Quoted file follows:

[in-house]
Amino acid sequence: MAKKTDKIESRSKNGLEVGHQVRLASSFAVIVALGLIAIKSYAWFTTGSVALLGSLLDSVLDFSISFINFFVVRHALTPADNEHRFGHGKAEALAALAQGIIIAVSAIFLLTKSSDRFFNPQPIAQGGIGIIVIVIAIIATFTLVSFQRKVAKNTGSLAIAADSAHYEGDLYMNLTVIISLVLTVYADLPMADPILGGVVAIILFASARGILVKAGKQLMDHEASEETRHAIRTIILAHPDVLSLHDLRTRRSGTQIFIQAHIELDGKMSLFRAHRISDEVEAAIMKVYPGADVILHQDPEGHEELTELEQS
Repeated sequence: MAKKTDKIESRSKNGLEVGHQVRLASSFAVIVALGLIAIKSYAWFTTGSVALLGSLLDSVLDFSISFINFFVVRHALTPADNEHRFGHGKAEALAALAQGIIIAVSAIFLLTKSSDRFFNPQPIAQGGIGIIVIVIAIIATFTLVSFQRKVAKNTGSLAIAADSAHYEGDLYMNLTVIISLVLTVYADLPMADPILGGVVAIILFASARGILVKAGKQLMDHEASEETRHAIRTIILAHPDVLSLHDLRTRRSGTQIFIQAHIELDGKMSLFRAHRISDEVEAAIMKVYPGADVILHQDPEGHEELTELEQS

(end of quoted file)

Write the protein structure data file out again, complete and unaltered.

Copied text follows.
[in-house]
Amino acid sequence: MAKKTDKIESRSKNGLEVGHQVRLASSFAVIVALGLIAIKSYAWFTTGSVALLGSLLDSVLDFSISFINFFVVRHALTPADNEHRFGHGKAEALAALAQGIIIAVSAIFLLTKSSDRFFNPQPIAQGGIGIIVIVIAIIATFTLVSFQRKVAKNTGSLAIAADSAHYEGDLYMNLTVIISLVLTVYADLPMADPILGGVVAIILFASARGILVKAGKQLMDHEASEETRHAIRTIILAHPDVLSLHDLRTRRSGTQIFIQAHIELDGKMSLFRAHRISDEVEAAIMKVYPGADVILHQDPEGHEELTELEQS
Repeated sequence: MAKKTDKIESRSKNGLEVGHQVRLASSFAVIVALGLIAIKSYAWFTTGSVALLGSLLDSVLDFSISFINFFVVRHALTPADNEHRFGHGKAEALAALAQGIIIAVSAIFLLTKSSDRFFNPQPIAQGGIGIIVIVIAIIATFTLVSFQRKVAKNTGSLAIAADSAHYEGDLYMNLTVIISLVLTVYADLPMADPILGGVVAIILFASARGILVKAGKQLMDHEASEETRHAIRTIILAHPDVLSLHDLRTRRSGTQIFIQAHIELDGKMSLFRAHRISDEVEAAIMKVYPGADVILHQDPEGHEELTELEQS